Last year was unforgettable for Koons, getting a massive retrospective at the Whitney, preparing to install his balloon sculptures at the Louvre, lecturing at the Frick, has Jeff Koons, taboo, rebel artist, become a regarded name in the art world.
At 59 and with 35 years of career, he was the artist chosen by Whitney Museum to the farewell exhibition in the old building. This exhibition was he’s first major museum presentation in New York, it filled almost the entirety of the Whitney and it was the most expensive exhibition of the history of the museum, that will move to the Meatpacking District in 2015.
Monumentality is the perfect word to describe the identity of Jeff Konn’s work, which is consider as one of the most controversial artists of our era. There is plenty of controversy about Jeff Koons with cartoon characters or the child’s imagination that are evolutionary synthesis of their work.
Koons is widely distinguish for enlarged objects such as Puppy and his huge sculptures of inflated balloons, he also presents a series of paintings, prints, and collage, stating that he tries to make a something that anybody could enjoy. The artist explores concepts such as, eroticism, consumption over innocence, or superfluous, a child’s imagination, what is to be famous. In everything that he does it always seems to have an implicit question: “is this art? ”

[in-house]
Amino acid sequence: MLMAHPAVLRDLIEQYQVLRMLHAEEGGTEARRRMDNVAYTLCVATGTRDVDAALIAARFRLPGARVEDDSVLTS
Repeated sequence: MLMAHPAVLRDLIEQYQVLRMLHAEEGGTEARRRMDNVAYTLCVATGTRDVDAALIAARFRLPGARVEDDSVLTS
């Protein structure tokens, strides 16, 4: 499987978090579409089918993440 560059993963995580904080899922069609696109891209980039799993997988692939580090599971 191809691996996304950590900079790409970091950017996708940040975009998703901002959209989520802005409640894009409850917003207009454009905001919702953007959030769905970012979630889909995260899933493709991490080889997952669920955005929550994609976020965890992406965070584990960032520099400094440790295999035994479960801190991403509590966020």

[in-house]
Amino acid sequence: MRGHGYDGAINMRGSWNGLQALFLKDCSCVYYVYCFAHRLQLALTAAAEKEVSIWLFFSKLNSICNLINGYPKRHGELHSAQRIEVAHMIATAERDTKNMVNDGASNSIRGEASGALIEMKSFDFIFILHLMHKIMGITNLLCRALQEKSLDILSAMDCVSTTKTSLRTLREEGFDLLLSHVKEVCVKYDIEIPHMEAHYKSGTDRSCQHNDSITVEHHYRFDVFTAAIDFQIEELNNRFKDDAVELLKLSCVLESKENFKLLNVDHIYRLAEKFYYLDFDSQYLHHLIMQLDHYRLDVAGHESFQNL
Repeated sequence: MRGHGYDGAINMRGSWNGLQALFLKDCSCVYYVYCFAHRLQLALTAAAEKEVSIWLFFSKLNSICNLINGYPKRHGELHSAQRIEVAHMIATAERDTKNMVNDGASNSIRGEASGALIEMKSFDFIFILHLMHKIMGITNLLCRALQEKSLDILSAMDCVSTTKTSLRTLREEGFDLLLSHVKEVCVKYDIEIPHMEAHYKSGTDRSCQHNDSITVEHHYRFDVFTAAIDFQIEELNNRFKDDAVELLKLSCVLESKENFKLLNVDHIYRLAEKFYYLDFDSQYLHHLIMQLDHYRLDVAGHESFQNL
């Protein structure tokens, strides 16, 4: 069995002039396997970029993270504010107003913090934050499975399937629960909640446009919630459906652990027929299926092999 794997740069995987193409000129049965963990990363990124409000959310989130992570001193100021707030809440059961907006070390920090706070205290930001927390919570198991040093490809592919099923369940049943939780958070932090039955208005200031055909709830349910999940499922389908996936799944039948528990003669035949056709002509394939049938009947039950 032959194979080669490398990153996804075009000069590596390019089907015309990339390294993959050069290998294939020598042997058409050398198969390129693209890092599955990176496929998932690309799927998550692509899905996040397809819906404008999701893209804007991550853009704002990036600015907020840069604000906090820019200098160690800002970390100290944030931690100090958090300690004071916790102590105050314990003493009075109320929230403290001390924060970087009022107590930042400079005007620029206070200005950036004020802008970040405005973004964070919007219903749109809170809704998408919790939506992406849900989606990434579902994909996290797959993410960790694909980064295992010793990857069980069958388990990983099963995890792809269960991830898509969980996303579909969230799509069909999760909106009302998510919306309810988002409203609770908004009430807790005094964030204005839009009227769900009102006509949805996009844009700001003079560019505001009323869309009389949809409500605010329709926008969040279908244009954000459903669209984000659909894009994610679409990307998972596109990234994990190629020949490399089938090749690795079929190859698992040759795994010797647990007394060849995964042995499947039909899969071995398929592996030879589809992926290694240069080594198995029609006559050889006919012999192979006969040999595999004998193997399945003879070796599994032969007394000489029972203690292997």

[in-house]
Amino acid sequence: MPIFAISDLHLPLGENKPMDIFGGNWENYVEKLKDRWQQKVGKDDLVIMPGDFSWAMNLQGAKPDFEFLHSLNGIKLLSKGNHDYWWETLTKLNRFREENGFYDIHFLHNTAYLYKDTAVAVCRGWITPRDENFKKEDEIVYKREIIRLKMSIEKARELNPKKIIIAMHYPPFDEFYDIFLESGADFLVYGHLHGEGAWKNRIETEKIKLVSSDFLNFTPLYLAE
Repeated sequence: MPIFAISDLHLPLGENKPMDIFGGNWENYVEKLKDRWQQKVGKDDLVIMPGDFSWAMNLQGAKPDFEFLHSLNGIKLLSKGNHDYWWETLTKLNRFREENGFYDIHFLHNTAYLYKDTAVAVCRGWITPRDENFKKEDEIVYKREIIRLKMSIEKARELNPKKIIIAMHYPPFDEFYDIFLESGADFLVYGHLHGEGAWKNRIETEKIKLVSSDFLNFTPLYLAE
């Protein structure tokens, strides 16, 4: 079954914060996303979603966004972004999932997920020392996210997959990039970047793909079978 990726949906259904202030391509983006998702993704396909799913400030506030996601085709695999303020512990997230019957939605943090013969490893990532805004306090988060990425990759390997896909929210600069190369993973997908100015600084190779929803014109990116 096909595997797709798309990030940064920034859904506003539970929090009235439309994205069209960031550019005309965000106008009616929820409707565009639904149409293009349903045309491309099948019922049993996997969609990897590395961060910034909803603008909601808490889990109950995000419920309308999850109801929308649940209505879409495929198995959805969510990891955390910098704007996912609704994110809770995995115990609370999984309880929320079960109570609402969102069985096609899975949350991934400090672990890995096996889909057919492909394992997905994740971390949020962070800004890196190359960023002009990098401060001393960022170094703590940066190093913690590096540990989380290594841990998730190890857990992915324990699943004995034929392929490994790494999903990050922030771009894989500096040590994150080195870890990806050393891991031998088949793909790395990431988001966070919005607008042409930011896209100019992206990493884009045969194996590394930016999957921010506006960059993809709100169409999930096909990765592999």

His career is characterized by his pioneer approaches to the readymade, he challenged the concepts of advance art and mass, he took industrial fabrication to another step, and satirizes the relationship of artists and the cult of celebrity in the global market. Almost 150 objects dating from 1978 were presented, the Whitney exhibition was the most extensive display to the artist’s revolutionary work.
This exhibition will be at the Centre Pompidou, Musée national d’art moderne, Paris (November 26, 2014–April 27, 2015) and at the Guggenheim Bilbao (June 12–September 27, 2015).
Jeff Koons’s success wasn’t indifferent to the giant Swedish retailer, H&M, who invited the artist to design a museum-inspired flagship store on Fifth Avenue.